International Affairs

A win for the pollsters: French election predicted accurately

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The first round of the 2017 French presidential election produced one clear winner: the polls.

After getting it wrong in high-prized contests such as the Brexit vote and the Trump election, polls got it right — and uncannily so — in predicting the outcome of the French vote Sunday.

Here are the results, as officially reported, followed by what the polls of the eight major organizations (Odoxa, BVA, Ifop, Ipsos, Elaba, OpinionWay, Harris, Kantar Sofres) averaged in the week before election day:


      23.9%                   22.2%                         19.4%                    18.8%                   7.6%  

What an astounding performance! The polls correctly picked the top-two finishers, who will face each other in the run-off on May 7. They also got the order of finish right for the five major candidates, and they hit a near bull’s-eye with their 23.9 percent prediction for Macron.

This is all the more impressive given the presence of a right-wing populist like Le Pen in the race. Such candidates or issues, as in the case of Brexit, have befuddled pollsters, leading to major upsets. Not so in France this year. Unlike Trump, Le Pen’s support was not underestimated by the opinion polls. If anything, she slightly underperformed in the end. Why is that?

For one thing, Le Pen is a familiar brand in France. Marine Le Pen already ran in the last presidential election — in 2012 — placing third in the first round with 17.9 percent. Her father, Jean-Marie Le Pen, has been running in presidential elections as far back as 1974.

He scored a stunning upset in 2002 as one of the top two finishers, edging the Socialist candidate. Whatever spell might have kept French voters from admitting support for an extreme-right candidate was probably broken long ago.

The polling method used in France may also have helped get it right for seemingly “politically incorrect” choices like Le Pen. French pollsters do not rely on telephone interviews, with their dismal response rate and resulting bias. Instead they contact a sample of respondents online and use familiar demographic categories as weights.

Derided by some as “quota sampling,” it nonetheless overcomes the low response rate of telephone polling. Voters are more inclined to express their political preferences by clicking online than telling an interviewer over the phone.

Sunday’s vote, of course, was not the final decision. It’s more of a top-two primary than a general election. Polling has shown for some time that Macron would easily defeat Le Pen in the run-off on May 7. But these were hypothetical scenarios until Sunday. Now, voters who preferred other candidates face a real choice.

This is the way it has been in every French presidential election since 1965, with no candidate winning a majority in the first round. What does history tell us about which one of the two-top finishers in the first round will become the next president of France? The winner of the first round has gone on to win the second round in six of the nine elections since 1965. That makes Macron the 2-1 favorite over Le Pen on May 7.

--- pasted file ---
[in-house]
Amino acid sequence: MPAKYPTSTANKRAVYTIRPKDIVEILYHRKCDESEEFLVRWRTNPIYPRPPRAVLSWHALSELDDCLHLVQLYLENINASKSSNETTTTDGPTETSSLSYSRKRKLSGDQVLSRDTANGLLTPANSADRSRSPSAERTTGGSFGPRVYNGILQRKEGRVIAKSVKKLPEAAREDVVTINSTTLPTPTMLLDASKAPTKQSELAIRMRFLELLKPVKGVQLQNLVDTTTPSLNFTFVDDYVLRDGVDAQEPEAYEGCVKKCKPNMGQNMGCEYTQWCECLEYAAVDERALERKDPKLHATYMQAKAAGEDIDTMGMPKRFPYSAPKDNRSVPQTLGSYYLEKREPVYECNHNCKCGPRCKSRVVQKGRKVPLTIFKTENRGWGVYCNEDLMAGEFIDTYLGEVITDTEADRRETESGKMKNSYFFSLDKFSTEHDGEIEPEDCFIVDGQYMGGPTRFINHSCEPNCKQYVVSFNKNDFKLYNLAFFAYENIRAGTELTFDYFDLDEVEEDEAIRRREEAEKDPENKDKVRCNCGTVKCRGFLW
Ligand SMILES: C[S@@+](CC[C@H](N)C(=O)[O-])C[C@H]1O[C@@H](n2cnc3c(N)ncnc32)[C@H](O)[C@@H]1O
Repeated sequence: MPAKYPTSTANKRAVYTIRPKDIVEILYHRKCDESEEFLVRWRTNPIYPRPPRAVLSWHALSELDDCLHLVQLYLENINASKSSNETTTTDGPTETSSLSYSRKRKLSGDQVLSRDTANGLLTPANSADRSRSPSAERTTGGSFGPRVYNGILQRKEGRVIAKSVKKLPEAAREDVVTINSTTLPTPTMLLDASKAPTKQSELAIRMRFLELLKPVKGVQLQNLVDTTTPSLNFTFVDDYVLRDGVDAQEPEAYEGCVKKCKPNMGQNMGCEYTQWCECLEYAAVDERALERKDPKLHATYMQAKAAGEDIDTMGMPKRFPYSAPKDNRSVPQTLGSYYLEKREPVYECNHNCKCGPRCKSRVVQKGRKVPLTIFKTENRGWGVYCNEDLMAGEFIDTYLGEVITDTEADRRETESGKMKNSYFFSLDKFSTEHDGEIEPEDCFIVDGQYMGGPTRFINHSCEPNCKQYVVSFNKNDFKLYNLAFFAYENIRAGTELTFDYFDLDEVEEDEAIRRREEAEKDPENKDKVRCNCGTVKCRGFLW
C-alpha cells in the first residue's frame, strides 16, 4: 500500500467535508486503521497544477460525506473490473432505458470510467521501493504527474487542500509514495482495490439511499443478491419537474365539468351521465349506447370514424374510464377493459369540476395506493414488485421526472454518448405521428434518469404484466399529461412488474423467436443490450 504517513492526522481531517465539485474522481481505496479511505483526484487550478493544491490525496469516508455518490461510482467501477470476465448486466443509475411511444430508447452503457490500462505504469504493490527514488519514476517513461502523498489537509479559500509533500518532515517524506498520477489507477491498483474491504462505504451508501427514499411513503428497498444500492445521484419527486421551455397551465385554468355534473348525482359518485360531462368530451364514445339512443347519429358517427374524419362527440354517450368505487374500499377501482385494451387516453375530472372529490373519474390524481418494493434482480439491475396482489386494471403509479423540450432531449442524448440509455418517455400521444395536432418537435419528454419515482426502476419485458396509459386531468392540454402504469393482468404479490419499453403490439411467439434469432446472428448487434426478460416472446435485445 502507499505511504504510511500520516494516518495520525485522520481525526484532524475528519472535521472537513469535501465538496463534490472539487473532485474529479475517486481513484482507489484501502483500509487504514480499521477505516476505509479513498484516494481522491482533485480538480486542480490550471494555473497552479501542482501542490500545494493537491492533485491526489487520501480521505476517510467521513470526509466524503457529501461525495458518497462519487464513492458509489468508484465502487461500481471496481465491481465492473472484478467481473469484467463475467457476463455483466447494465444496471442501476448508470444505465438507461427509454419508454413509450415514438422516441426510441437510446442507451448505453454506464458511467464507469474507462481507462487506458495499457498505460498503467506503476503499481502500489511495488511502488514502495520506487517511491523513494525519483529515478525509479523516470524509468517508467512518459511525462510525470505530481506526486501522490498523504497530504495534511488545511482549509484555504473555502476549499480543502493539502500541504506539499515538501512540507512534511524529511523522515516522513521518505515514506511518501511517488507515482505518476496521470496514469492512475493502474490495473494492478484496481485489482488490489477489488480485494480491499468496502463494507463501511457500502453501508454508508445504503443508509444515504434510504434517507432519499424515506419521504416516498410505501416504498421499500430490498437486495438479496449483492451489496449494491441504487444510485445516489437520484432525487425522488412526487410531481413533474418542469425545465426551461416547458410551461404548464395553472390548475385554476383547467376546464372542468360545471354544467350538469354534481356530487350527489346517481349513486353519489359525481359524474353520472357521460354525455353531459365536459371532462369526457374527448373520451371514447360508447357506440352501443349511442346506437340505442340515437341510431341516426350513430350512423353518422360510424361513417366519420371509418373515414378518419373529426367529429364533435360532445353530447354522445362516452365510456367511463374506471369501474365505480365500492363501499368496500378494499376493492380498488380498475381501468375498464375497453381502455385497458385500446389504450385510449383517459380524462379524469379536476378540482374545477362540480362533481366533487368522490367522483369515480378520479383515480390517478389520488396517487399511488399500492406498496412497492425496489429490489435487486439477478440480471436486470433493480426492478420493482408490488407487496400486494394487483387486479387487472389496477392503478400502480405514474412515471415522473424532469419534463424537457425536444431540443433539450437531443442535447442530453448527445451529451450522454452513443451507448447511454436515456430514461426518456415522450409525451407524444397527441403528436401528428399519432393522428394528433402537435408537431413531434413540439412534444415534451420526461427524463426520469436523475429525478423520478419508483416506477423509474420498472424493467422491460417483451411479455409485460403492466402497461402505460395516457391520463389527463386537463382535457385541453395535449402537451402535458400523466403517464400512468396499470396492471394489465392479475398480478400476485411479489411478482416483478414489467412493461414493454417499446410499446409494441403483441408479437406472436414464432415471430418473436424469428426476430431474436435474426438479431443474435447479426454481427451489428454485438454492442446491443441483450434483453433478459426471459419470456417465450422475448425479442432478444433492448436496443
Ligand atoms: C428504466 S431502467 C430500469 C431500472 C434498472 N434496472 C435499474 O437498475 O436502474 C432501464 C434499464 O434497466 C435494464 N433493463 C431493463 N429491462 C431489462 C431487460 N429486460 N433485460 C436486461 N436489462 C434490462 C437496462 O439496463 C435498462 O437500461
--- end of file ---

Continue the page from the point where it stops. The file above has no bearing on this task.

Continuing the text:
History, however, is not a perfect guide for the 2017 contest. The typical top-two competition in French elections is between a Republican on the political right and a Socialist on the left. Not this year. For the first time, neither of the candidates in the run-off is the nominee of a mainstream party.

The closest parallel is the 2002 election, in which Jean-Marie Le Pen faced Jacques Chirac of the mainstream right. It ended in an 82-18 rout in favor of Chriac, with Le Pen barely exceeding his first-round total. 

Such a landslide does not seem in the cards for Macron. He is a candidate without an affiliation to a party on the right. Hence, he does not command the support of mainstream conservatives the way Chirac did in 2002. Even though Francois Fillon, the conservative who missed the run-off, has endorsed Macron, a good portion of Fillon’s vote will likely wind up for Le Pen. 

Macron can probably count on supporters of Hamon, the Socialist candidate, who also endorsed him, but Hamon’s percentage of the vote in the first round was in single digits. A big question is what supporters of extreme-left candidate Melenchon will do in the run-off. Though the National Front is anathema to the French left, hostility to globalization and the EU may appeal to voters on either extreme.

In the end, Marine Le Pen will make it a lot closer in the run-off this year than her father did in 2002, but she will be lucky to pick up enough votes to avoid losing by less than 20 points on May 7 — an ominous anniversary of defeat for right-wing extremists.  


Helmut Norpoth is a professor of political science at Stony Brook University. Norpoth developed the Primary Model, a statistical model he uses to predict the results of United States presidential elections based on data going back to 1912. He accurately predicted the election of Donald Trump to the presidency in March 2016. 

The views expressed by contributors are their own and not the views of The Hill. 

Tags Chivalry Donald Trump François Fillon French people French presidential election National Front Politics of France Primary election
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